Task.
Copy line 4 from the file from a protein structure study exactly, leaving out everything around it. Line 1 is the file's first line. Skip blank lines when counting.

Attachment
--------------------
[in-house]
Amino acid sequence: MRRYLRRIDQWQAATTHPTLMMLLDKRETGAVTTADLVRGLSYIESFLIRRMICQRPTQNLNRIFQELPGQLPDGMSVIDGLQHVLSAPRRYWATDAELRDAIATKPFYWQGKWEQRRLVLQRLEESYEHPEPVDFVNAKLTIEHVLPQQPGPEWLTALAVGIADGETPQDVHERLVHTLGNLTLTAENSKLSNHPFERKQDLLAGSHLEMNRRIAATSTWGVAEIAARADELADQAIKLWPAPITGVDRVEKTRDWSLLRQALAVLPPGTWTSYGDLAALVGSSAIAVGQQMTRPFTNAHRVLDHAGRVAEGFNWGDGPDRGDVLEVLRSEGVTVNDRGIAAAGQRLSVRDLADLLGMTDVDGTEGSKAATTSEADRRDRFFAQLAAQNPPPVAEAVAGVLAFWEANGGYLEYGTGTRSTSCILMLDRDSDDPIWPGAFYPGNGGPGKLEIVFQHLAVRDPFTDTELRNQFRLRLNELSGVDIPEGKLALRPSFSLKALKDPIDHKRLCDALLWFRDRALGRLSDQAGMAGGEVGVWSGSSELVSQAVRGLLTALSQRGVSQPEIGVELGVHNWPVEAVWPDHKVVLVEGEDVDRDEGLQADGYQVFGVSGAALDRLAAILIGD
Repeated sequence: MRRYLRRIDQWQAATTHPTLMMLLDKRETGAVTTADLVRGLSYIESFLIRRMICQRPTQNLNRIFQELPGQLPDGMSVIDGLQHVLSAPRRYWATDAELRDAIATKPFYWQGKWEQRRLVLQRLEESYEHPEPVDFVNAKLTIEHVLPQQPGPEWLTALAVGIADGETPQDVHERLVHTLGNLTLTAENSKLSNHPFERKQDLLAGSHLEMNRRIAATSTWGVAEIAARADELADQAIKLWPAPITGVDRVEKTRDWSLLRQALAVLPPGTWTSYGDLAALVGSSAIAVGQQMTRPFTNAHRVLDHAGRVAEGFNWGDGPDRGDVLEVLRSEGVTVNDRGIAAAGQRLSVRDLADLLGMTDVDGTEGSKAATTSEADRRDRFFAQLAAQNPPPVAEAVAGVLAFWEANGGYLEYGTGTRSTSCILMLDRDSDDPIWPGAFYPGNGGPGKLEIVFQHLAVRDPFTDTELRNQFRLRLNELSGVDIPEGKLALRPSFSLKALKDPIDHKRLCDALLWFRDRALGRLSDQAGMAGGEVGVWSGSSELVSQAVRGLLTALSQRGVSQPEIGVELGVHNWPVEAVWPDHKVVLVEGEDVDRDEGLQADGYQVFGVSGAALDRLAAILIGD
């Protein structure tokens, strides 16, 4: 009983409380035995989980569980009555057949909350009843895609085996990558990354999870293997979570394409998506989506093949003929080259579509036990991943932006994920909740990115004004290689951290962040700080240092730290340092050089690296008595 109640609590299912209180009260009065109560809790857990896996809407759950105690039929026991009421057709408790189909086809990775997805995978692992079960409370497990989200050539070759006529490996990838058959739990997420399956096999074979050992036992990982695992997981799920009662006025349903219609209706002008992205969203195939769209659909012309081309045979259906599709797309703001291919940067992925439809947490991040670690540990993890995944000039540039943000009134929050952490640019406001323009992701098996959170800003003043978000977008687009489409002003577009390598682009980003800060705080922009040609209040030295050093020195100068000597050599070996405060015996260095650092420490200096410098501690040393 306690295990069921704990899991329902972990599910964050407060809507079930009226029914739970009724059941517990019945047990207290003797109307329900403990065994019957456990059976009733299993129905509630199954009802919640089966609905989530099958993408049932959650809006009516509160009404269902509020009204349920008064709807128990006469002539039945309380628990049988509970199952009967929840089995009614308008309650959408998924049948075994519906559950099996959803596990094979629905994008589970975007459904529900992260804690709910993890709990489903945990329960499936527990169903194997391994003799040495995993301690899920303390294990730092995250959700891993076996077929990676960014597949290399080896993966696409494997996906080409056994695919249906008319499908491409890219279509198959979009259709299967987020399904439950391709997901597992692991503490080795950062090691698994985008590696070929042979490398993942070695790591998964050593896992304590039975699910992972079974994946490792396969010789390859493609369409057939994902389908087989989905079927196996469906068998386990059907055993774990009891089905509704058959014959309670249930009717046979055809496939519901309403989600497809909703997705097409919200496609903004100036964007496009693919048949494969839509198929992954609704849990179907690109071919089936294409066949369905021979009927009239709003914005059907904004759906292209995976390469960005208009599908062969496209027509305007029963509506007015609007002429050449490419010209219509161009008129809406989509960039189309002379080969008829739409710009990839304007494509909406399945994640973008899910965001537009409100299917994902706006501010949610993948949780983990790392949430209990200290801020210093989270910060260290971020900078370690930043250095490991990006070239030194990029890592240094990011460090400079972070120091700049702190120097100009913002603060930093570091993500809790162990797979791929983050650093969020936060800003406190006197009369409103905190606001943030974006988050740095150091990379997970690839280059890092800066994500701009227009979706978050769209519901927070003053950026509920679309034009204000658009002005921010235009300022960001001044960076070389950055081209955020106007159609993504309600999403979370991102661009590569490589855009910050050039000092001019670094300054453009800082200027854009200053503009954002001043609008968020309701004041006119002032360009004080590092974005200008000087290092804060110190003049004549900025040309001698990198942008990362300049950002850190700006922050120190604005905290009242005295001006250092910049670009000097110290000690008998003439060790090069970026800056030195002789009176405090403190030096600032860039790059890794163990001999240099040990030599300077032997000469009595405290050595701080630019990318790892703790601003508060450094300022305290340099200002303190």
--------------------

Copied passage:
């Protein structure tokens, strides 16, 4: 009983409380035995989980569980009555057949909350009843895609085996990558990354999870293997979570394409998506989506093949003929080259579509036990991943932006994920909740990115004004290689951290962040700080240092730290340092050089690296008595 109640609590299912209180009260009065109560809790857990896996809407759950105690039929026991009421057709408790189909086809990775997805995978692992079960409370497990989200050539070759006529490996990838058959739990997420399956096999074979050992036992990982695992997981799920009662006025349903219609209706002008992205969203195939769209659909012309081309045979259906599709797309703001291919940067992925439809947490991040670690540990993890995944000039540039943000009134929050952490640019406001323009992701098996959170800003003043978000977008687009489409002003577009390598682009980003800060705080922009040609209040030295050093020195100068000597050599070996405060015996260095650092420490200096410098501690040393 306690295990069921704990899991329902972990599910964050407060809507079930009226029914739970009724059941517990019945047990207290003797109307329900403990065994019957456990059976009733299993129905509630199954009802919640089966609905989530099958993408049932959650809006009516509160009404269902509020009204349920008064709807128990006469002539039945309380628990049988509970199952009967929840089995009614308008309650959408998924049948075994519906559950099996959803596990094979629905994008589970975007459904529900992260804690709910993890709990489903945990329960499936527990169903194997391994003799040495995993301690899920303390294990730092995250959700891993076996077929990676960014597949290399080896993966696409494997996906080409056994695919249906008319499908491409890219279509198959979009259709299967987020399904439950391709997901597992692991503490080795950062090691698994985008590696070929042979490398993942070695790591998964050593896992304590039975699910992972079974994946490792396969010789390859493609369409057939994902389908087989989905079927196996469906068998386990059907055993774990009891089905509704058959014959309670249930009717046979055809496939519901309403989600497809909703997705097409919200496609903004100036964007496009693919048949494969839509198929992954609704849990179907690109071919089936294409066949369905021979009927009239709003914005059907904004759906292209995976390469960005208009599908062969496209027509305007029963509506007015609007002429050449490419010209219509161009008129809406989509960039189309002379080969008829739409710009990839304007494509909406399945994640973008899910965001537009409100299917994902706006501010949610993948949780983990790392949430209990200290801020210093989270910060260290971020900078370690930043250095490991990006070239030194990029890592240094990011460090400079972070120091700049702190120097100009913002603060930093570091993500809790162990797979791929983050650093969020936060800003406190006197009369409103905190606001943030974006988050740095150091990379997970690839280059890092800066994500701009227009979706978050769209519901927070003053950026509920679309034009204000658009002005921010235009300022960001001044960076070389950055081209955020106007159609993504309600999403979370991102661009590569490589855009910050050039000092001019670094300054453009800082200027854009200053503009954002001043609008968020309701004041006119002032360009004080590092974005200008000087290092804060110190003049004549900025040309001698990198942008990362300049950002850190700006922050120190604005905290009242005295001006250092910049670009000097110290000690008998003439060790090069970026800056030195002789009176405090403190030096600032860039790059890794163990001999240099040990030599300077032997000469009595405290050595701080630019990318790892703790601003508060450094300022305290340099200002303190």